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OSHO Online Library   »   The Books   »   The Dhammapada: The Way of the Buddha, Vol. 3
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Chapter 5: Freedom Contains All

God is one, because reality is one. If God is equal to reality, synonymous with reality, then there are not many existences, there is only one existence - it can’t have so many images. In fact, no image can represent it; every image will be only partial. And to claim the whole truth for the part is a sin - a sin against yourself and against humanity and against truth.

And the moment you start thinking about God in anthropocentric terms, you make an image. That image is nothing but a toy to play with. You can worship it, you can pray, you can bow down to it, but you are simply being stupid. You are bowing down to your own toy, you are worshipping your own creation! And that’s what your temples, your churches, your mosques are - man-made, manufactured by man’s own mind.

God cannot be manufactured. God cannot be part of man’s creation. On the contrary, man is God’s creation. The Bible says God created man in his own image. But what has happened on the earth is just the opposite of it: man has created God in his own image. And of course there are many kinds of man, so there are many kinds of God, and great quarreling continues, who is right. It is not the question of what concept of God is right, the question basically is whose concept is right.

God too has become an ego trip. Christians fighting with Mohammedans, Mohammedans fighting with Hindus, Hindus fighting with Jainas, and this sorry round goes on and on. The whole history of humanity has been ugly because of these so-called religious people. They have proved the most irreligious. They have proved to be the greatest fanatics, utterly blind, deeply prejudiced, completely closed, not ready to listen to anything that goes against them or that is a little bit different from their idea. Religions have made people blind, deaf. Religions have made people foolish, unintelligent.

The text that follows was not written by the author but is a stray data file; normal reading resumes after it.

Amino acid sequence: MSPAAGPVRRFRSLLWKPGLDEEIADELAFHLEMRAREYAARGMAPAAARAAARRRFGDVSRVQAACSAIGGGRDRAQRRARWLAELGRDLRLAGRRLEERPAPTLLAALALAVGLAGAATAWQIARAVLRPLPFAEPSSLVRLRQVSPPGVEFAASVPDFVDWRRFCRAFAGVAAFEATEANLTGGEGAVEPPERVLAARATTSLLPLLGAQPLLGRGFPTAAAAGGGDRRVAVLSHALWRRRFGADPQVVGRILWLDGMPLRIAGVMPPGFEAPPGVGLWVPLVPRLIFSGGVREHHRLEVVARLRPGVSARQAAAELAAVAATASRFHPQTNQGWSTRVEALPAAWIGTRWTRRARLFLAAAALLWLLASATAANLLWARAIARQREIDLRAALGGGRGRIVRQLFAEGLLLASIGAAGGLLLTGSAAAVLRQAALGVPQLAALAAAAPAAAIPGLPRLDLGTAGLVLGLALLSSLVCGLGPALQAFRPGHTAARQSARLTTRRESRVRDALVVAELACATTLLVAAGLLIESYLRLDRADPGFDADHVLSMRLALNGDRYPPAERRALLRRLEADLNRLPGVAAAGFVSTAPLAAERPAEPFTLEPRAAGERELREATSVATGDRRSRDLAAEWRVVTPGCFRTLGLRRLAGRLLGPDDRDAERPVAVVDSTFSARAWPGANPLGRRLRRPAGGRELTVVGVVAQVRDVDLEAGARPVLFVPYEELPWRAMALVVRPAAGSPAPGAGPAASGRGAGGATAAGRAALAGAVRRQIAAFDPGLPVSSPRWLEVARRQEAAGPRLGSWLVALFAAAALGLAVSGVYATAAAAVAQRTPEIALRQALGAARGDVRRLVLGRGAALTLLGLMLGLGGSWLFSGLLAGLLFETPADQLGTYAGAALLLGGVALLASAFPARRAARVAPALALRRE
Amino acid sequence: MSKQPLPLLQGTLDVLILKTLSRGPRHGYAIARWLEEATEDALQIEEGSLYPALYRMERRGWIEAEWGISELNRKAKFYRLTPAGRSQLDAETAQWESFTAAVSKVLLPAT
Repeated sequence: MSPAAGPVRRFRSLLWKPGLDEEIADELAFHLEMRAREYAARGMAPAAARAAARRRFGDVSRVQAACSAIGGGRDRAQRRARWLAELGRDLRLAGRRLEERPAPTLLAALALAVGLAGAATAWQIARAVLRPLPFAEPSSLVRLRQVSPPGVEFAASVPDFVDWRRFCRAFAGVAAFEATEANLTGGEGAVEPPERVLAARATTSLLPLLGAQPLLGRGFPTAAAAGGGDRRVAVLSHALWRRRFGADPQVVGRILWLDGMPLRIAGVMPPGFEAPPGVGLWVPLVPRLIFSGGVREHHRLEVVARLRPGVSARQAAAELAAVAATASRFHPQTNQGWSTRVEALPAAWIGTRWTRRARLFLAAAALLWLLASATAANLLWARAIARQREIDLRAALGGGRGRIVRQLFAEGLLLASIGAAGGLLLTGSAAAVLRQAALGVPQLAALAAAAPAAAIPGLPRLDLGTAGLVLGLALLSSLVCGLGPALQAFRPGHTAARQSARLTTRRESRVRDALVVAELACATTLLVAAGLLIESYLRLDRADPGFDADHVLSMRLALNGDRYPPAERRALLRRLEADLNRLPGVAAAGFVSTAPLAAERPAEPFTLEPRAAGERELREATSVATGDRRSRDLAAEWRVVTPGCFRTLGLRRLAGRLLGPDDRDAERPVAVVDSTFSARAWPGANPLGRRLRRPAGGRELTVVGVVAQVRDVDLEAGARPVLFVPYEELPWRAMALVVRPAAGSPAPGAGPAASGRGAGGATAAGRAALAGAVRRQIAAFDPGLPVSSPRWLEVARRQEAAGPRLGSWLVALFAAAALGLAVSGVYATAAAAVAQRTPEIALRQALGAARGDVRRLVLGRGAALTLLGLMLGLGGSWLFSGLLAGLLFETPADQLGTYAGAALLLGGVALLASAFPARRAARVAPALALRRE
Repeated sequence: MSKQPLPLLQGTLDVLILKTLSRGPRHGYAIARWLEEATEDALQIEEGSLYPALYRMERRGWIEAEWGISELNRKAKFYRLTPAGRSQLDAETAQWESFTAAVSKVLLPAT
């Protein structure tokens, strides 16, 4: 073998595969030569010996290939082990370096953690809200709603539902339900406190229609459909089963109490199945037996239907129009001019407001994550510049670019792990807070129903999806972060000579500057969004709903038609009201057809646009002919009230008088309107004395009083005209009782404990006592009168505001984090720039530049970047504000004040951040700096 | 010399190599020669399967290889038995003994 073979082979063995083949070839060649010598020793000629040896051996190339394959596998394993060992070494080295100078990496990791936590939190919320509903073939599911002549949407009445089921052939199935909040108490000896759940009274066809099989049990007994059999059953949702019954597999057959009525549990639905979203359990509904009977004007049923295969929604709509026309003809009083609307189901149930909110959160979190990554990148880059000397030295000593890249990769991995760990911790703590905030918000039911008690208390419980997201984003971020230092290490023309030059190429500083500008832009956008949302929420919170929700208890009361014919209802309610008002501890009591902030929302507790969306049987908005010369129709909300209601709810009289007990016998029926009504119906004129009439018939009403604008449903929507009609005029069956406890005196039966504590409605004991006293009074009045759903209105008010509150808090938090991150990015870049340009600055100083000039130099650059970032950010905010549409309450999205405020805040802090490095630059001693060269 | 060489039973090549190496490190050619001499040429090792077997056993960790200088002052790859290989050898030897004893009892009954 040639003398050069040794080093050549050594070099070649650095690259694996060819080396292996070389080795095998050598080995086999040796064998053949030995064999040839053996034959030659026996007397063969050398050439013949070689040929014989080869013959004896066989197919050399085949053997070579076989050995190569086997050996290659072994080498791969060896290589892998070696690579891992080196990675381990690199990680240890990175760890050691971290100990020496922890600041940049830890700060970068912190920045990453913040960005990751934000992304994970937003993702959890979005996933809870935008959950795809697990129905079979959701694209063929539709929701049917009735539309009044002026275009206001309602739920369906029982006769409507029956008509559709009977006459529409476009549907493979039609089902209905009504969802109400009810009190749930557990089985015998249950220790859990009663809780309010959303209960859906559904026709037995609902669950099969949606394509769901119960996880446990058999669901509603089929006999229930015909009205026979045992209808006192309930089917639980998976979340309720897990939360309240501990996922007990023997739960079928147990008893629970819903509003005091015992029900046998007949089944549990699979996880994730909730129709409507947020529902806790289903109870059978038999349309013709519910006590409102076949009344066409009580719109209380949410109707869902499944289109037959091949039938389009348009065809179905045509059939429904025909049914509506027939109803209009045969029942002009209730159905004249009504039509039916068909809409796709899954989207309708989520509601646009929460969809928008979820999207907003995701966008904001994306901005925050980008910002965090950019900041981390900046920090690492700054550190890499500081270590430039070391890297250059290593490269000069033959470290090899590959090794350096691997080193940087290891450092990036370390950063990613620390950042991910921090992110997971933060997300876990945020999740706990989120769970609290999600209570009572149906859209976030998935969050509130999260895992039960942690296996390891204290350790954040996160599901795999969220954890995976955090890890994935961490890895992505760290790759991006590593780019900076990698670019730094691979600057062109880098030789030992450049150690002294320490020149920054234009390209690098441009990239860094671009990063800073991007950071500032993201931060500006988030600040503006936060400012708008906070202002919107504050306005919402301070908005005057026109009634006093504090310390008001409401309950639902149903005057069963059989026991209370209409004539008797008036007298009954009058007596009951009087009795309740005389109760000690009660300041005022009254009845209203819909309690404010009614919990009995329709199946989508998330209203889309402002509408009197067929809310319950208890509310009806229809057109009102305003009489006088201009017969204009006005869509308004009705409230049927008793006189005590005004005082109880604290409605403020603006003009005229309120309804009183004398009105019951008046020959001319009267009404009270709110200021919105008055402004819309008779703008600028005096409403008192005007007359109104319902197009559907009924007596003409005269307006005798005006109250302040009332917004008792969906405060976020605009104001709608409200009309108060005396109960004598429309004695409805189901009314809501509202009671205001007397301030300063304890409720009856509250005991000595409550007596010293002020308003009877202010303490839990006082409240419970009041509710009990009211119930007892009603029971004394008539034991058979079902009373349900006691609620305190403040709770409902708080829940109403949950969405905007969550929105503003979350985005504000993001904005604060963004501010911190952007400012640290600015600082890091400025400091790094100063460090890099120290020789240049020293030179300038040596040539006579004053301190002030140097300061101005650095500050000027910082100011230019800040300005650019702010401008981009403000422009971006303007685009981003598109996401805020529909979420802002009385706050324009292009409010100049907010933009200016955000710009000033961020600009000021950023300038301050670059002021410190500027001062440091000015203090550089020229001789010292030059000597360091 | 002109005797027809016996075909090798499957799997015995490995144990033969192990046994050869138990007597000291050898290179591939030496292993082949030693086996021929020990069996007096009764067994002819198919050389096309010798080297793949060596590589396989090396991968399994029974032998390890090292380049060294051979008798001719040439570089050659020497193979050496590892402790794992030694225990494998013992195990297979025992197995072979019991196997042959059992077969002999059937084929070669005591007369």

Buddha is a totally different world, he brings a totally different vision. The first thing to be remembered: he is not interested in God. And the miracle is that he finds godliness. His inquiry is not into godliness, but he ends, he lands, in godliness. His inquiry begins with a totally different angle, and that is the right angle to begin with. If you start as Buddha starts, you are bound to find godliness.

H.G. Wells is right when he says that Gautama the Buddha is the most godly man on the earth and yet the most godless. Yes, he is a paradox. He denies God, he says there is no God. He says there is no need to worship, he says there is no need to believe. Inquire, don’t believe! Search and seek, but without any prejudice for or against. Start with a totally pure and open mind. Start like a small child, in utter innocence, who has not even heard of God. And he does not say that if you start this way you will find God, because he knows the cunningness of human mind. If he says, “If you start this way you will find God,” your mind will say to you, “Then this is the way to find God - start this way,” but deep down your desire for God remains. The desire for God arises in your psychology; it is not a spiritual search.

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